"Naturally. Names for places have changed, and the two worlds that were once seperate have blended together. You'll probably even find the descendants of some of your old friends roaming about if you look hard enough." Ratatosk shook his head. "But none of that matters right now. I didn't come here to talk. I came to work. Now take your friend and enjoy what time you have while you still have it. You do no one any good by wasting it here."

"B-but there is so much I need to ask you. I still don't know what to expect."

"I understand that, you know. When you reach the house, I've left some journals for you to read to catch up with the things that happened while you were away. For now, that will have to be enough. Don't forget that you will be returning to me before long. We will have all the time in the world to speak of these things then."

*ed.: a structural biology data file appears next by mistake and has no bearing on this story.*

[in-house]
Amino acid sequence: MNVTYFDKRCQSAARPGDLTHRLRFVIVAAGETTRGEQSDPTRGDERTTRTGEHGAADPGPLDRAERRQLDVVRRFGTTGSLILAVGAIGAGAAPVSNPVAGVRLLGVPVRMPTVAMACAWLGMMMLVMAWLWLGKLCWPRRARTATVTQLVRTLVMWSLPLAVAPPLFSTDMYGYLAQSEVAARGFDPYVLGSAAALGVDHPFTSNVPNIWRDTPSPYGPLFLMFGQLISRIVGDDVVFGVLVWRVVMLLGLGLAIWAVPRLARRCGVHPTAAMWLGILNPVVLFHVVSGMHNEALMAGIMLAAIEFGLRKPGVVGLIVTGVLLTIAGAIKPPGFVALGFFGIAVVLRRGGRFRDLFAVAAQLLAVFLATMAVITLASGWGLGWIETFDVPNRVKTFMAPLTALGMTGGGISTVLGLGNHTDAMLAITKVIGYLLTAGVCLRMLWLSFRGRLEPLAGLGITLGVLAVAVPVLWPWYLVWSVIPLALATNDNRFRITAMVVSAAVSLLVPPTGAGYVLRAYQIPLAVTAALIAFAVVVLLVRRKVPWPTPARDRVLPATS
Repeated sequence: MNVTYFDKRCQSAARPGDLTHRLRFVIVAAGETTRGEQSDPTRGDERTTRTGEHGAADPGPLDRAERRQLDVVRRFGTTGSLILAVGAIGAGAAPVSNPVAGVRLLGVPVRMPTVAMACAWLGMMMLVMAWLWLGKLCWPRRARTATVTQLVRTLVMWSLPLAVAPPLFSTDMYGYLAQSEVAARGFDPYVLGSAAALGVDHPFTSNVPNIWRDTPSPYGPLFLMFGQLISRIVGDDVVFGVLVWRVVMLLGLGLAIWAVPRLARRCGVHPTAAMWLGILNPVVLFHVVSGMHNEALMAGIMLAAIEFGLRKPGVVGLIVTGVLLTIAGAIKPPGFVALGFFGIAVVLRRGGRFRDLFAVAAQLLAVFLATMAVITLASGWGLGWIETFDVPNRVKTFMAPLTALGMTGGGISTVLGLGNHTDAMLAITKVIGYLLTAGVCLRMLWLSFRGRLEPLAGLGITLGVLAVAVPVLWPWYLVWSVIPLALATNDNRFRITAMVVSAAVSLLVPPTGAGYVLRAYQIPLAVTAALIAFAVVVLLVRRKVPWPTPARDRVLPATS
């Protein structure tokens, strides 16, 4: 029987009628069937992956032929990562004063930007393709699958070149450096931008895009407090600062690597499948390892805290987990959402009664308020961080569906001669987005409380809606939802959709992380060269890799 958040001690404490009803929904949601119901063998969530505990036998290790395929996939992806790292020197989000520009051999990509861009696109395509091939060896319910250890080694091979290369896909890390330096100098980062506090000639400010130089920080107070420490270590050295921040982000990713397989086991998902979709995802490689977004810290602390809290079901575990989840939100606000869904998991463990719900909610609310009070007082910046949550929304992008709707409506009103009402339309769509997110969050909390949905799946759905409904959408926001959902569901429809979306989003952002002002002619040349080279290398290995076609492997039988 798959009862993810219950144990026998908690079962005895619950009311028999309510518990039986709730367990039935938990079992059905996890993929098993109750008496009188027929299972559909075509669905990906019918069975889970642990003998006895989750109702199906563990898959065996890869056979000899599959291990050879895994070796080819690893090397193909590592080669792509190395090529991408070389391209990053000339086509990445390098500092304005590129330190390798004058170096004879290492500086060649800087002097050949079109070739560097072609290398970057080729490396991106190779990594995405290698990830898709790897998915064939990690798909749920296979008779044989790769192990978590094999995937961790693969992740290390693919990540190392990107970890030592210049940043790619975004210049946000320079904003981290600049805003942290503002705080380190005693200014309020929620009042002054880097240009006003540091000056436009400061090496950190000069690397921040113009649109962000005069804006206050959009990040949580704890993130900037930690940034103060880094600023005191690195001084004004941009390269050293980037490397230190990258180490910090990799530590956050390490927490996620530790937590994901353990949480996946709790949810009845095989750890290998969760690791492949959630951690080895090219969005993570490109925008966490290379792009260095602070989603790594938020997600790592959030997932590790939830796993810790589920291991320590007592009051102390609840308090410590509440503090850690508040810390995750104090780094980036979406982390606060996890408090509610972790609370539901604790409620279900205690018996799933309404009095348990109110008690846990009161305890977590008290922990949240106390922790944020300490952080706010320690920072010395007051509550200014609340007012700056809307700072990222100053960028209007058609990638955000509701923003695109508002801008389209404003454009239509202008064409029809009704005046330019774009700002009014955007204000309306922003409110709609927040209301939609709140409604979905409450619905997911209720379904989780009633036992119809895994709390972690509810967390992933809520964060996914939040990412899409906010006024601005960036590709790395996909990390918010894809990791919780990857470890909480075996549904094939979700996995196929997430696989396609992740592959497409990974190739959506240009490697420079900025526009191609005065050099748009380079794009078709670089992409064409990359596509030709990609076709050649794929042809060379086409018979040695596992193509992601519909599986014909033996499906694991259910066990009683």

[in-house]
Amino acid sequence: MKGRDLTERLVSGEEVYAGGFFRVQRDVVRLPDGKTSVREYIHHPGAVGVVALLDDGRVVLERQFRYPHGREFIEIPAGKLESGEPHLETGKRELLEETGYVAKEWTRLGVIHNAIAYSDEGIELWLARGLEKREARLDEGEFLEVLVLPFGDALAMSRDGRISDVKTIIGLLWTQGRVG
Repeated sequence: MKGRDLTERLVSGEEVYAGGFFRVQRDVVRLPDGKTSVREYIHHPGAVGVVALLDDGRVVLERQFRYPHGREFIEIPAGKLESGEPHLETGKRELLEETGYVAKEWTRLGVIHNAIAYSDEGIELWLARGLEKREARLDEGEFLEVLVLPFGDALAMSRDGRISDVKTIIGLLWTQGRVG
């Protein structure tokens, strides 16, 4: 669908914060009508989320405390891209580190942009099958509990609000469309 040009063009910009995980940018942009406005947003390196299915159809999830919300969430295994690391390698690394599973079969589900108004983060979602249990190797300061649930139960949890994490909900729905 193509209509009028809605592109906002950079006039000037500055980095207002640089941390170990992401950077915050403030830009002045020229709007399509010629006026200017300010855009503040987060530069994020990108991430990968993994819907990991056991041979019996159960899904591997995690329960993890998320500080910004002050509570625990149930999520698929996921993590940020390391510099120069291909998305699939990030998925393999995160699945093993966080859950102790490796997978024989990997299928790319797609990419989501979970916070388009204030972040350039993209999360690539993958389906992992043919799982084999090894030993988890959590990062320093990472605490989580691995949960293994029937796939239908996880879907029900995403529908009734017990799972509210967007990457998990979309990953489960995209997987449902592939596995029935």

Emil nodded and turned back to Richter. Drawing on his power, he made himself strong enough to hoist him on his back and carry him away from the Ginnungagap. Ratatosk's eyes followed them with a look torn between envy and sadness, and he waved them off without another word. Emil considered lingering and drawing more information from him, but Richter's flagging breath against his neck told him that now was not the time. He had waited so long to have this man at his side without bitterness or duty standing between them, and his idle curiosity meant nothing in the face of the greater force that called him away from his door and back up into the light of the surface.